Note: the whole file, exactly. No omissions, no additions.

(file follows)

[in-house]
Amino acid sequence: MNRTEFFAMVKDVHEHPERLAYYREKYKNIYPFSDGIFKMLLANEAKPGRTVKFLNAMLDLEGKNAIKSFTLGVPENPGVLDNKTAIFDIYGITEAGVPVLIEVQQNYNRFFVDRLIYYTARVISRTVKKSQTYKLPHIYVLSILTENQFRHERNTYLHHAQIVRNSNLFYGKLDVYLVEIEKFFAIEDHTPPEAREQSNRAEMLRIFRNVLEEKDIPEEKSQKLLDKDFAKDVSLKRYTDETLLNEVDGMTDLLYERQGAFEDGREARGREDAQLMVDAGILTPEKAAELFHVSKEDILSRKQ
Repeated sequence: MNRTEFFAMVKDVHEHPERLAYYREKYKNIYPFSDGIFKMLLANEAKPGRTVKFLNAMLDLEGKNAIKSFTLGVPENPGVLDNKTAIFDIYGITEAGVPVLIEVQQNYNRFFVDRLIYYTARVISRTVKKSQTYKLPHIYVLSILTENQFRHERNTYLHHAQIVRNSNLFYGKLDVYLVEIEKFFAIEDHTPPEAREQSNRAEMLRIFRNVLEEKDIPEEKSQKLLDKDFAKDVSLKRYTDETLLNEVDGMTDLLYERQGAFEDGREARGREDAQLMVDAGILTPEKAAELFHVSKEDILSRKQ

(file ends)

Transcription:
[in-house]
Amino acid sequence: MNRTEFFAMVKDVHEHPERLAYYREKYKNIYPFSDGIFKMLLANEAKPGRTVKFLNAMLDLEGKNAIKSFTLGVPENPGVLDNKTAIFDIYGITEAGVPVLIEVQQNYNRFFVDRLIYYTARVISRTVKKSQTYKLPHIYVLSILTENQFRHERNTYLHHAQIVRNSNLFYGKLDVYLVEIEKFFAIEDHTPPEAREQSNRAEMLRIFRNVLEEKDIPEEKSQKLLDKDFAKDVSLKRYTDETLLNEVDGMTDLLYERQGAFEDGREARGREDAQLMVDAGILTPEKAAELFHVSKEDILSRKQ
Repeated sequence: MNRTEFFAMVKDVHEHPERLAYYREKYKNIYPFSDGIFKMLLANEAKPGRTVKFLNAMLDLEGKNAIKSFTLGVPENPGVLDNKTAIFDIYGITEAGVPVLIEVQQNYNRFFVDRLIYYTARVISRTVKKSQTYKLPHIYVLSILTENQFRHERNTYLHHAQIVRNSNLFYGKLDVYLVEIEKFFAIEDHTPPEAREQSNRAEMLRIFRNVLEEKDIPEEKSQKLLDKDFAKDVSLKRYTDETLLNEVDGMTDLLYERQGAFEDGREARGREDAQLMVDAGILTPEKAAELFHVSKEDILSRKQ